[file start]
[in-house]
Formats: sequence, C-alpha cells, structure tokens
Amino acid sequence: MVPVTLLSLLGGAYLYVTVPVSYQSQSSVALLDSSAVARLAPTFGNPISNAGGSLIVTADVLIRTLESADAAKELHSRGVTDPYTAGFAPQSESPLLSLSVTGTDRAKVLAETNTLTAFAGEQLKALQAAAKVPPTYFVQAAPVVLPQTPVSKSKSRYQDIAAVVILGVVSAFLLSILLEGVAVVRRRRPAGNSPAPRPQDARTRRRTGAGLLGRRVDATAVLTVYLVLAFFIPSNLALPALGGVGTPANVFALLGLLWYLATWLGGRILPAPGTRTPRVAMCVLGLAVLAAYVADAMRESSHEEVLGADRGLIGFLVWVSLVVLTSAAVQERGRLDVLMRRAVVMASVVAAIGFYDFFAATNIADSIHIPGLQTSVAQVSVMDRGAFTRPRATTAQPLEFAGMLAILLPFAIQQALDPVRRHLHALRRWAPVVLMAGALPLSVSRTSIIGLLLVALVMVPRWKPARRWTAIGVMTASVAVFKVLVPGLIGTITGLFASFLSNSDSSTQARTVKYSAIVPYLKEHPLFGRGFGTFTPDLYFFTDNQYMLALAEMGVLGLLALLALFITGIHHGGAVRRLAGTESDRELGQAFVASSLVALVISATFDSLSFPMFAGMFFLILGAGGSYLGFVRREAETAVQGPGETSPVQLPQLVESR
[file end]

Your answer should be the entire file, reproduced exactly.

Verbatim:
[in-house]
Formats: sequence, C-alpha cells, structure tokens
Amino acid sequence: MVPVTLLSLLGGAYLYVTVPVSYQSQSSVALLDSSAVARLAPTFGNPISNAGGSLIVTADVLIRTLESADAAKELHSRGVTDPYTAGFAPQSESPLLSLSVTGTDRAKVLAETNTLTAFAGEQLKALQAAAKVPPTYFVQAAPVVLPQTPVSKSKSRYQDIAAVVILGVVSAFLLSILLEGVAVVRRRRPAGNSPAPRPQDARTRRRTGAGLLGRRVDATAVLTVYLVLAFFIPSNLALPALGGVGTPANVFALLGLLWYLATWLGGRILPAPGTRTPRVAMCVLGLAVLAAYVADAMRESSHEEVLGADRGLIGFLVWVSLVVLTSAAVQERGRLDVLMRRAVVMASVVAAIGFYDFFAATNIADSIHIPGLQTSVAQVSVMDRGAFTRPRATTAQPLEFAGMLAILLPFAIQQALDPVRRHLHALRRWAPVVLMAGALPLSVSRTSIIGLLLVALVMVPRWKPARRWTAIGVMTASVAVFKVLVPGLIGTITGLFASFLSNSDSSTQARTVKYSAIVPYLKEHPLFGRGFGTFTPDLYFFTDNQYMLALAEMGVLGLLALLALFITGIHHGGAVRRLAGTESDRELGQAFVASSLVALVISATFDSLSFPMFAGMFFLILGAGGSYLGFVRREAETAVQGPGETSPVQLPQLVESR